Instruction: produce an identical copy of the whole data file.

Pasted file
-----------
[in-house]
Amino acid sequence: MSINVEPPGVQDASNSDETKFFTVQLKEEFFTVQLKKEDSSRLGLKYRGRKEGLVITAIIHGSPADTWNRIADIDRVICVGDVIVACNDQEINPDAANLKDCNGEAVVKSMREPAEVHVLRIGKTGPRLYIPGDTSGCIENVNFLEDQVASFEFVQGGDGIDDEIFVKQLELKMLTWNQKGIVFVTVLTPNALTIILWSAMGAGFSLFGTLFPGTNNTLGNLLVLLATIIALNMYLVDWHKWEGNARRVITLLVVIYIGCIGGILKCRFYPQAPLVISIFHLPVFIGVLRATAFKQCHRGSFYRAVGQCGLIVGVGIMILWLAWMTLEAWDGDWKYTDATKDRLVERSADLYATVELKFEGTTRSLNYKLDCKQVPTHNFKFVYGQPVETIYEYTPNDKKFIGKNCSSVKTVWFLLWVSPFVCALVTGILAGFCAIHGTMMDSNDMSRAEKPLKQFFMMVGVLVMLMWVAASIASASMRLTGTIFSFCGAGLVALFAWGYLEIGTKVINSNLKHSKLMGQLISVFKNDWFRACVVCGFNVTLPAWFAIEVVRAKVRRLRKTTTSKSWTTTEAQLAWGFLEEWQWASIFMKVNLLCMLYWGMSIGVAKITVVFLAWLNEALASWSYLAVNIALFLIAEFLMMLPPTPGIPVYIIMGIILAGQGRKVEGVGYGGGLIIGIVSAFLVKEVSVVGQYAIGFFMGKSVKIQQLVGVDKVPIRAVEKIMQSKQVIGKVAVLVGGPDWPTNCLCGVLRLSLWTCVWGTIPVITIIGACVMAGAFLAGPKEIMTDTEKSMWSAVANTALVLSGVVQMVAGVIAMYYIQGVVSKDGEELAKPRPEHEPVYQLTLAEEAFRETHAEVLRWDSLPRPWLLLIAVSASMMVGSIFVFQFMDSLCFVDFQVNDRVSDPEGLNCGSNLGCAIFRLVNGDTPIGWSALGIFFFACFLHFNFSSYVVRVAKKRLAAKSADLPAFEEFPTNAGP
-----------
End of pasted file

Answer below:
[in-house]
Amino acid sequence: MSINVEPPGVQDASNSDETKFFTVQLKEEFFTVQLKKEDSSRLGLKYRGRKEGLVITAIIHGSPADTWNRIADIDRVICVGDVIVACNDQEINPDAANLKDCNGEAVVKSMREPAEVHVLRIGKTGPRLYIPGDTSGCIENVNFLEDQVASFEFVQGGDGIDDEIFVKQLELKMLTWNQKGIVFVTVLTPNALTIILWSAMGAGFSLFGTLFPGTNNTLGNLLVLLATIIALNMYLVDWHKWEGNARRVITLLVVIYIGCIGGILKCRFYPQAPLVISIFHLPVFIGVLRATAFKQCHRGSFYRAVGQCGLIVGVGIMILWLAWMTLEAWDGDWKYTDATKDRLVERSADLYATVELKFEGTTRSLNYKLDCKQVPTHNFKFVYGQPVETIYEYTPNDKKFIGKNCSSVKTVWFLLWVSPFVCALVTGILAGFCAIHGTMMDSNDMSRAEKPLKQFFMMVGVLVMLMWVAASIASASMRLTGTIFSFCGAGLVALFAWGYLEIGTKVINSNLKHSKLMGQLISVFKNDWFRACVVCGFNVTLPAWFAIEVVRAKVRRLRKTTTSKSWTTTEAQLAWGFLEEWQWASIFMKVNLLCMLYWGMSIGVAKITVVFLAWLNEALASWSYLAVNIALFLIAEFLMMLPPTPGIPVYIIMGIILAGQGRKVEGVGYGGGLIIGIVSAFLVKEVSVVGQYAIGFFMGKSVKIQQLVGVDKVPIRAVEKIMQSKQVIGKVAVLVGGPDWPTNCLCGVLRLSLWTCVWGTIPVITIIGACVMAGAFLAGPKEIMTDTEKSMWSAVANTALVLSGVVQMVAGVIAMYYIQGVVSKDGEELAKPRPEHEPVYQLTLAEEAFRETHAEVLRWDSLPRPWLLLIAVSASMMVGSIFVFQFMDSLCFVDFQVNDRVSDPEGLNCGSNLGCAIFRLVNGDTPIGWSALGIFFFACFLHFNFSSYVVRVAKKRLAAKSADLPAFEEFPTNAGP